Defenses to Eviction in Colorado
For tenants, being threatened with or undergoing an eviction can be an incredibly stressful experience. It often feels like the landlord has a disproportionate amount of power and may even be using it inappropriately in some circumstances.
The law recognizes several defenses that a tenant can raise when a landlord is attempting to evict them. Below are some common defenses that can be raised by the tenant in the event of an eviction:
The court may dismiss a suit for eviction if the landlord does not strictly follow applicable state and local laws for eviction. This often includes providing proper notice to the tenant, giving the tenant an opportunity to cure a default, or failing to properly serve the defendant with the eviction lawsuit.
A landlord may not retaliate against a tenant by increasing rent or decreasing services, or by bringing or threatening to bring an action for possession in response to the tenant:
o Having made a good faith complaint to the landlord or a governmental agency regarding any condition that interferes with the life, health, or safety of the tenant;
o Organizing or becoming a member of a tenants’ association or similar organization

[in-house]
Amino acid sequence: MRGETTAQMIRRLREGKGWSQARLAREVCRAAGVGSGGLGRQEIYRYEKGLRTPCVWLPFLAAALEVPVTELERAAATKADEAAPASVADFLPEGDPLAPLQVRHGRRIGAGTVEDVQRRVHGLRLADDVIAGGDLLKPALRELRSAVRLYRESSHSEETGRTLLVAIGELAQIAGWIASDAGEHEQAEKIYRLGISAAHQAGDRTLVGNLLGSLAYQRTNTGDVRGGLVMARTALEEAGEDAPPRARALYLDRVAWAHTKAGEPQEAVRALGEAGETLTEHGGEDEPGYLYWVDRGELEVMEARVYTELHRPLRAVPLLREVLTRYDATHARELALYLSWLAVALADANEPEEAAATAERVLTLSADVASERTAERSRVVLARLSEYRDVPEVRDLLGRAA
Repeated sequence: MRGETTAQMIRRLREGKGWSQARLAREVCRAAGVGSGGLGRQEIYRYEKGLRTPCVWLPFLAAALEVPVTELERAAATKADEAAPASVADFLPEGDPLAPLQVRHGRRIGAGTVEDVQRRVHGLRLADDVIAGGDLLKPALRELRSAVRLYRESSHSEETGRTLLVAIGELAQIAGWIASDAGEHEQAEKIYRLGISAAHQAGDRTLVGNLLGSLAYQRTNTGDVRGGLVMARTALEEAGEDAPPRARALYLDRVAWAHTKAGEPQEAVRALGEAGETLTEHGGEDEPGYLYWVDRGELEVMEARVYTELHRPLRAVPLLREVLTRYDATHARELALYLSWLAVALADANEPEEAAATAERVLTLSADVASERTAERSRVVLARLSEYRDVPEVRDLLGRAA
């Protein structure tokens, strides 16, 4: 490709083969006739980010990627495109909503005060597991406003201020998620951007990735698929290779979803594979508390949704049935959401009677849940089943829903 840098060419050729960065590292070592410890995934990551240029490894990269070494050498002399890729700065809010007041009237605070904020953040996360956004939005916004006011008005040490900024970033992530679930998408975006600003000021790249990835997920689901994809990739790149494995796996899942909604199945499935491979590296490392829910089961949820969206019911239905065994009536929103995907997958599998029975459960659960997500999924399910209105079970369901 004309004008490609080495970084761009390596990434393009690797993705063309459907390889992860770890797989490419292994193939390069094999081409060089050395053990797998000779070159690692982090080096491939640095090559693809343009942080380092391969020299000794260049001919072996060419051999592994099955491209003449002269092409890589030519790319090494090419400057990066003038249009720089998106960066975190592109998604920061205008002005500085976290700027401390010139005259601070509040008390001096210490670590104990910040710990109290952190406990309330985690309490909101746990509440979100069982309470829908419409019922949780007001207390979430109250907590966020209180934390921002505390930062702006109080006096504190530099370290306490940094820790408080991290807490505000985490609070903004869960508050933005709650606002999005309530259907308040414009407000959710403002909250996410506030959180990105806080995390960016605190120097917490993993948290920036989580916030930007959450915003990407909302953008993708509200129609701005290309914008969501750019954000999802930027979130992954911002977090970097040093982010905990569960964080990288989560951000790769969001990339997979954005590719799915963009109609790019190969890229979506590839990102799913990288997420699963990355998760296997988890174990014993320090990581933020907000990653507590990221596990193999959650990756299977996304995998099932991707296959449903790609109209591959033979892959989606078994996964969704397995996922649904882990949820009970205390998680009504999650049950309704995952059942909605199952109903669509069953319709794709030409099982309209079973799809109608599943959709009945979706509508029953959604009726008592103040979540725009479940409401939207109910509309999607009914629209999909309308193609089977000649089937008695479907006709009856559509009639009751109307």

A landlord may not include a provision in a rental agreement to terminate the agreement or impose a penalty on a resident for calling police for assistance in a domestic violence or a domestic abuse case. A resident may terminate a lease if they provide written notice to the landlord with evidence of domestic violence or abuse in the form of a police report written within the prior 60 days, or a valid protection order.
Rules Added to the Lease Without Consent
If a landlord adds a term to the lease which the tenant never agreed to, the court may deny the eviction. A common example of this is the landlord suddenly increasing rent in the middle of the lease term.
A judge may deny a landlord’s request for an eviction if the landlord used self-help measures like changing the locks or shutting off utilities.
Breach of the Warranty of Habitability
Upon no less than 10 and no more than 30 days written notice to the landlord specifying the condition alleged to breach the warranty of habitability and giving the landlord 5 business days from receipt of the written notice to remedy the breach, a tenant may terminate the rental agreement by surrendering possession of the dwelling unit.
If the breach is remediable by repairs, the payment of damages, or otherwise the landlord adequately remedies the breach within five business days of receipt of the notice, the rental agreement shall not terminate by reason of the breach.
Understand Colorado eviction steps with Denver’s expert landlord law firm, Baker Law Group
Don’t let eviction concerns catch you off guard; empower yourself with reliable knowledge and expert advice from Baker Law Group, your trusted Denver Landlord Law Firm. Whether it’s non-payment of rent, a lease violation, or any other cause for eviction, there are numerous defenses available to you in Colorado.
Let our skilled Denver Landlord Lawyers guide you through this complex process and identify the best strategies to protect your rights and property. Every situation is unique and deserves personalized attention. Don’t leave your property’s future to chance – reach out to Baker Law Group today to secure the high-quality legal assistance that you deserve.